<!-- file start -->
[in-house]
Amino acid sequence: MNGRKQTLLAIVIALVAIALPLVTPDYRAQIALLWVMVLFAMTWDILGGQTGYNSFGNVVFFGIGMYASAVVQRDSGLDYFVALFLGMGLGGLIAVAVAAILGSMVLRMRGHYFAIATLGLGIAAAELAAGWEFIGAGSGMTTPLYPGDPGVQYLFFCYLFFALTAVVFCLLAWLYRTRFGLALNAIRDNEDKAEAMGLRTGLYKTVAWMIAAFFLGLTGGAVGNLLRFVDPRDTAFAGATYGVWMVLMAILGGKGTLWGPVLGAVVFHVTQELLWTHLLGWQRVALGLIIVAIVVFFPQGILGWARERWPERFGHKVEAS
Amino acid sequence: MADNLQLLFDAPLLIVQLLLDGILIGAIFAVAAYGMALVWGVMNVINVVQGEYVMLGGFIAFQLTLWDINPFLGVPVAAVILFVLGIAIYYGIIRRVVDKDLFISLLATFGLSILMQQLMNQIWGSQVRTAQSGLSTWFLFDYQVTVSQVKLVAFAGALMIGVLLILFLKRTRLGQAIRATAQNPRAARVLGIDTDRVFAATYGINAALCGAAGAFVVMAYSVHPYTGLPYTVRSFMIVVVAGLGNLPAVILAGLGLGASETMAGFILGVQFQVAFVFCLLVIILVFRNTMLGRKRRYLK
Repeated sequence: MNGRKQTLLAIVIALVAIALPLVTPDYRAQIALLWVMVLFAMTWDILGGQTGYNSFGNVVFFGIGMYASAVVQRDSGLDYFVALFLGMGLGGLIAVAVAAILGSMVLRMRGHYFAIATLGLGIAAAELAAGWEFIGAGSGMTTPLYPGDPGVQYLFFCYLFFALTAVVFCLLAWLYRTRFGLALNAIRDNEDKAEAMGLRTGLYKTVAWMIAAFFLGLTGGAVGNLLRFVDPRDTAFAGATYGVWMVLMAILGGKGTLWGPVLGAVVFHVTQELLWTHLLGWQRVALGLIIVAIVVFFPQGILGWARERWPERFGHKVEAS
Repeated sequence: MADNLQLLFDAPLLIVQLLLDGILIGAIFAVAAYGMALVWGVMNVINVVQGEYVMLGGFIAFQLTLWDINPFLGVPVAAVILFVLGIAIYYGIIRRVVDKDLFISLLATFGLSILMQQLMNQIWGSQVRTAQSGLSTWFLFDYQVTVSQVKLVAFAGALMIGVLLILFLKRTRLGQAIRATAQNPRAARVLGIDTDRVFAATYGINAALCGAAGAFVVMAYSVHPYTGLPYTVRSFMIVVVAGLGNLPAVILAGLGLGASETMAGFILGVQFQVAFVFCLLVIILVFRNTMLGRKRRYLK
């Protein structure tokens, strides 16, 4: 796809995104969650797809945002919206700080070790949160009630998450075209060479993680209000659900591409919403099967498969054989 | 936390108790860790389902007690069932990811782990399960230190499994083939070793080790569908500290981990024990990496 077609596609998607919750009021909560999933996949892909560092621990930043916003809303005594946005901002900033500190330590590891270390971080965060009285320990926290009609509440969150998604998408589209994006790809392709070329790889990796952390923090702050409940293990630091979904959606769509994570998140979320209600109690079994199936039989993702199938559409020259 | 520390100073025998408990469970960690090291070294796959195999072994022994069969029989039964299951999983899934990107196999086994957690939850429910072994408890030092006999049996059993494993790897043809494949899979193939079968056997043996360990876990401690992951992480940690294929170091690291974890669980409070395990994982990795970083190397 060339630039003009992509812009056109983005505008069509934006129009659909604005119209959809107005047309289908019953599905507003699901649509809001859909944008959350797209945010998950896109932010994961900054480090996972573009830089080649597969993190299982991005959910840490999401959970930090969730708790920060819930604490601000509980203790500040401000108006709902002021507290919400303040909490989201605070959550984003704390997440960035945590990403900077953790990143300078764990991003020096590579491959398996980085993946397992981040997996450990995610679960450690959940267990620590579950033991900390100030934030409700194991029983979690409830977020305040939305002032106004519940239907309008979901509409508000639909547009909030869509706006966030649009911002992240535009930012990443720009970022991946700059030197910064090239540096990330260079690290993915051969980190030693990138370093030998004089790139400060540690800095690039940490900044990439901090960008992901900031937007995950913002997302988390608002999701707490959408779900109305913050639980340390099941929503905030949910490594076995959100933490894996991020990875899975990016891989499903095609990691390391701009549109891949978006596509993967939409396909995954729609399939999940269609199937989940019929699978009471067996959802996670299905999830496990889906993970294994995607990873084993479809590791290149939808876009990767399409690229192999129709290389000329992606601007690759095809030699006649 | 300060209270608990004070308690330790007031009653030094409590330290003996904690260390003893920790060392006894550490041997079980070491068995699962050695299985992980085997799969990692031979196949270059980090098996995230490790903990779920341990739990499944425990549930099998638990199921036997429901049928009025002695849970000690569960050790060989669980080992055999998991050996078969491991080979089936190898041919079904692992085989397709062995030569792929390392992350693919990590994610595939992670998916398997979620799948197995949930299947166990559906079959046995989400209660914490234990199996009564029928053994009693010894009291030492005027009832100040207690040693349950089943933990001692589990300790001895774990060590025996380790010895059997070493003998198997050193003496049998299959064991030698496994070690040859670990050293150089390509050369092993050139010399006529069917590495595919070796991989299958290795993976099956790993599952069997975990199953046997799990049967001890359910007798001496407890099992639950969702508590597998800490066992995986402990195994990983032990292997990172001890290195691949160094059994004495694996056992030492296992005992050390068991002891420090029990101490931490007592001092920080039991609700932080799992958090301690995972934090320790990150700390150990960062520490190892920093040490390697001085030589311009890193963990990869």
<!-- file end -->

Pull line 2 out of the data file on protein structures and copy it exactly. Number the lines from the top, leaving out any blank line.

Amino acid sequence: MNGRKQTLLAIVIALVAIALPLVTPDYRAQIALLWVMVLFAMTWDILGGQTGYNSFGNVVFFGIGMYASAVVQRDSGLDYFVALFLGMGLGGLIAVAVAAILGSMVLRMRGHYFAIATLGLGIAAAELAAGWEFIGAGSGMTTPLYPGDPGVQYLFFCYLFFALTAVVFCLLAWLYRTRFGLALNAIRDNEDKAEAMGLRTGLYKTVAWMIAAFFLGLTGGAVGNLLRFVDPRDTAFAGATYGVWMVLMAILGGKGTLWGPVLGAVVFHVTQELLWTHLLGWQRVALGLIIVAIVVFFPQGILGWARERWPERFGHKVEAS